Instructional designers are the professionals who make e-learning happen. They build the learning modules in your online training software, design and create online courses, and test the content through online exams to ensure they do exactly what is required. When push comes to shove, it’s the instructional designer who makes the e-learning experience exciting and engaging, or monotonous and stultifying. This is why it’s so important for organizations to make sure they choose the right person to support their e-learning vision.

When hunting for an instructional designer, its important for organizations to look for the five following characteristics:

  1. Creativity. A great instructional designer needs to be creative. They need to know how to take something ordinary and transform it into an extraordinary experience. Images need to blend with plain text and interactive components to create a seamless whole. Be sure your organization is on the look-out for instructional designers with a background — as a hobbyist or a professional — in artistic fields.
  2. Organization. Instructional designers need to balance that creativity with a strong sense of organization. E-learning modules need to be well thought out and conscientiously organized to help learners make their way through the course effectively. Look for someone who has experience in detail oriented tasks like overseeing databases, or managing records.
  3. Technological know-how. Instructional designers need to know how to use the latest and greatest software to keep their content fresh. HTML5, video and photo editing software and similar programs are essential tools for the instructional designer to build content that really sings. Look for candidates with experience working in technologically demanding organizations or positions.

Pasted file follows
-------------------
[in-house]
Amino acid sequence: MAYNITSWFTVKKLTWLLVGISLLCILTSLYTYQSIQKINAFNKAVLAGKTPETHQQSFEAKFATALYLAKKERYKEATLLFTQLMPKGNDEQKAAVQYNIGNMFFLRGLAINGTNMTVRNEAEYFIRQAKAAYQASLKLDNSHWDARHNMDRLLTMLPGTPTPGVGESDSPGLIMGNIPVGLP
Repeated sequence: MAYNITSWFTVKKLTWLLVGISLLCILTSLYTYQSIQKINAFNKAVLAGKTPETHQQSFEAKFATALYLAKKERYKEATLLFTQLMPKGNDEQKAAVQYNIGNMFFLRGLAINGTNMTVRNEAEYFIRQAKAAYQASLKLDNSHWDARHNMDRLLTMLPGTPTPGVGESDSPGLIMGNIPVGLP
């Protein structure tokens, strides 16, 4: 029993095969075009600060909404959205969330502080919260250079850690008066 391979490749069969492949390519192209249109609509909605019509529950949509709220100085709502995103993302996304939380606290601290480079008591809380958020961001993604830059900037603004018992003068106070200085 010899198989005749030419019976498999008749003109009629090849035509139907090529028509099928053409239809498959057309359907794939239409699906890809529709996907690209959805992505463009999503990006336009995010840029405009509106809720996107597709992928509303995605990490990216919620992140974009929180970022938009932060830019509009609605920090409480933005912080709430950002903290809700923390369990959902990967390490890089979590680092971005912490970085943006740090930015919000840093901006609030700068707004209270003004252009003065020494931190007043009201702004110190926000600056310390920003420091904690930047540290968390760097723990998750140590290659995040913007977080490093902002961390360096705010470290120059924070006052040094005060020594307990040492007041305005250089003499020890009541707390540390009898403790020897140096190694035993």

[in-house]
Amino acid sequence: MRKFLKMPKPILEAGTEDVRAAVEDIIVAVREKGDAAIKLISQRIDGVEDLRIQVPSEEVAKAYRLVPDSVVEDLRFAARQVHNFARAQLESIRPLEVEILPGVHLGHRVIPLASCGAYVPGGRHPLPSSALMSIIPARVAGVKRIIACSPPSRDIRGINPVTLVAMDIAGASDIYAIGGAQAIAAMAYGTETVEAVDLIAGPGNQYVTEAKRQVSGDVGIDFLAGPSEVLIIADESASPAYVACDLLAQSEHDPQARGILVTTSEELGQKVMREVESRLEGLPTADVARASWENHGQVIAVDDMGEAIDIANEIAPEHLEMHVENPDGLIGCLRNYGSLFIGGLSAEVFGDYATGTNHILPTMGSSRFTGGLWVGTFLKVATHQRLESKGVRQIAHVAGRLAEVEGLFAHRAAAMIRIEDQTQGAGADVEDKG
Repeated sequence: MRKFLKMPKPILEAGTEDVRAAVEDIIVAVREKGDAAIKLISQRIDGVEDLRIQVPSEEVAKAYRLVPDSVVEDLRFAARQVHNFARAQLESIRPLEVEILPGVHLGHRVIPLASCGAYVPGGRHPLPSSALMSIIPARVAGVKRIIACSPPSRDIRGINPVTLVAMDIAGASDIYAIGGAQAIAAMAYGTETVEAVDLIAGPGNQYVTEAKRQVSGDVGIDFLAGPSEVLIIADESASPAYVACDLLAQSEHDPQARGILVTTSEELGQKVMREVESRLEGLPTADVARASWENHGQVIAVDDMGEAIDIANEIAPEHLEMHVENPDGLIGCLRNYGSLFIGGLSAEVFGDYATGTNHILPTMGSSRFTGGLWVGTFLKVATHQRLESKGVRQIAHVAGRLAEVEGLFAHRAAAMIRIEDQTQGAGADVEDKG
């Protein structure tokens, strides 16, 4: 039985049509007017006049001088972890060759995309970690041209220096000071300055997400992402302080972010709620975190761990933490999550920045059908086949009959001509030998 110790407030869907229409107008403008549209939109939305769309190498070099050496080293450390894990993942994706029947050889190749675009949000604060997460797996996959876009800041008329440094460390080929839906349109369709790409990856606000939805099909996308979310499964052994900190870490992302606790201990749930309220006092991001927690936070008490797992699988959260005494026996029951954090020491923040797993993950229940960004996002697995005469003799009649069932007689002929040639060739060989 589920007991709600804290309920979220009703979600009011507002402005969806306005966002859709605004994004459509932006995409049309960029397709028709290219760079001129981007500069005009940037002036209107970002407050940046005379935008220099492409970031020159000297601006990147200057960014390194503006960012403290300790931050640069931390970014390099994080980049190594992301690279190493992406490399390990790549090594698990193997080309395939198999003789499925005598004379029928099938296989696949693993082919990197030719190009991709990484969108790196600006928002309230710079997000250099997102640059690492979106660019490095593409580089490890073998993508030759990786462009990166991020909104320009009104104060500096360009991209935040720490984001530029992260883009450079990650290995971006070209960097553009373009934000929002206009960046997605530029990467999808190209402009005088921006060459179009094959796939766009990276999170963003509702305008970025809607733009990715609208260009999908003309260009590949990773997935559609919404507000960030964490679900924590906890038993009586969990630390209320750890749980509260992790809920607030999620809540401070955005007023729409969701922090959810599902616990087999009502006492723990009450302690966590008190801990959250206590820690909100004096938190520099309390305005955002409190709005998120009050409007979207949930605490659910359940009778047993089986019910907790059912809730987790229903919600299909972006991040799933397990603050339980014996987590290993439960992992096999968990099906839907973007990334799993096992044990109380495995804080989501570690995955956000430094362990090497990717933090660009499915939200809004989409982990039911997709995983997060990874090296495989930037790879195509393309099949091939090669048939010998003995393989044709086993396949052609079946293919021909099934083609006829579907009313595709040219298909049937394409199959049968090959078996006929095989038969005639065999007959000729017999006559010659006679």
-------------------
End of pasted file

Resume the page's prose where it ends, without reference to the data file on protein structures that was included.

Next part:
4. A fast learner. The content demands of instructional design can be heavy. It often involves mastering a number of new concepts or even subject areas quickly in order to effectively design content. Consequently, generalists or individuals with a particularly diverse set of interests flourish as instructional designers. Ensure that your instructional designer has a style that is on par with what you are trying to convey in the teachings.
  5. Educational experience.┬áMore than anything else, it’s essential that an instructional designer has experience teaching. It’s one thing to design fun and exciting activities, its another to really understand how they work together to build understanding quickly and effectively. In this sense, experience teaching is indispensable for any instructional designer who hopes to see the big picture.

Each of these five traits work together in harmony in all the best instructional designers. Diversity of experience is what always underpins the work of the best instructional designers.

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